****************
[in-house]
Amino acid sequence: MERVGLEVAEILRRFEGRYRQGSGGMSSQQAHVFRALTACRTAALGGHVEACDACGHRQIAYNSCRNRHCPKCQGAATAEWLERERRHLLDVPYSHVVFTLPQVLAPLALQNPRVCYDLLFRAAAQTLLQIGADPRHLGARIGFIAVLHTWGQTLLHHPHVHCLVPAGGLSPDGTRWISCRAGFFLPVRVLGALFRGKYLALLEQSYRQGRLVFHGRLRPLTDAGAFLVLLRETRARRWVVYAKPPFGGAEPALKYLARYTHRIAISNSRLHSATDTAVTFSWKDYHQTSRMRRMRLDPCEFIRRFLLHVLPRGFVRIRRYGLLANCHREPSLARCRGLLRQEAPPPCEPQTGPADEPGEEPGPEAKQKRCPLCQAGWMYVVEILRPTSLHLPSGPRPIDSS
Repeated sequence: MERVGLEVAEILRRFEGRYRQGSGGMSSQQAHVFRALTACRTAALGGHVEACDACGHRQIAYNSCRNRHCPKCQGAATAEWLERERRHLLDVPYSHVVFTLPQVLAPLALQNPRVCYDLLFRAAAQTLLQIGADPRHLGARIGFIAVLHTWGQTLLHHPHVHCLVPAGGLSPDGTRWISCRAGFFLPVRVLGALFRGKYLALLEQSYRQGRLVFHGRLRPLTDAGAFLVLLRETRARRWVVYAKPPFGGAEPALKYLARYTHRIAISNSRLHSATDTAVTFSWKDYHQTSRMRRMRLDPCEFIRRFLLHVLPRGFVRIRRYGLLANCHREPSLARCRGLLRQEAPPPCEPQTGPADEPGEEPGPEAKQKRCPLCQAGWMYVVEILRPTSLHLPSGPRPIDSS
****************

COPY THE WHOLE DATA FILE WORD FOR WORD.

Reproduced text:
[in-house]
Amino acid sequence: MERVGLEVAEILRRFEGRYRQGSGGMSSQQAHVFRALTACRTAALGGHVEACDACGHRQIAYNSCRNRHCPKCQGAATAEWLERERRHLLDVPYSHVVFTLPQVLAPLALQNPRVCYDLLFRAAAQTLLQIGADPRHLGARIGFIAVLHTWGQTLLHHPHVHCLVPAGGLSPDGTRWISCRAGFFLPVRVLGALFRGKYLALLEQSYRQGRLVFHGRLRPLTDAGAFLVLLRETRARRWVVYAKPPFGGAEPALKYLARYTHRIAISNSRLHSATDTAVTFSWKDYHQTSRMRRMRLDPCEFIRRFLLHVLPRGFVRIRRYGLLANCHREPSLARCRGLLRQEAPPPCEPQTGPADEPGEEPGPEAKQKRCPLCQAGWMYVVEILRPTSLHLPSGPRPIDSS
Repeated sequence: MERVGLEVAEILRRFEGRYRQGSGGMSSQQAHVFRALTACRTAALGGHVEACDACGHRQIAYNSCRNRHCPKCQGAATAEWLERERRHLLDVPYSHVVFTLPQVLAPLALQNPRVCYDLLFRAAAQTLLQIGADPRHLGARIGFIAVLHTWGQTLLHHPHVHCLVPAGGLSPDGTRWISCRAGFFLPVRVLGALFRGKYLALLEQSYRQGRLVFHGRLRPLTDAGAFLVLLRETRARRWVVYAKPPFGGAEPALKYLARYTHRIAISNSRLHSATDTAVTFSWKDYHQTSRMRRMRLDPCEFIRRFLLHVLPRGFVRIRRYGLLANCHREPSLARCRGLLRQEAPPPCEPQTGPADEPGEEPGPEAKQKRCPLCQAGWMYVVEILRPTSLHLPSGPRPIDSS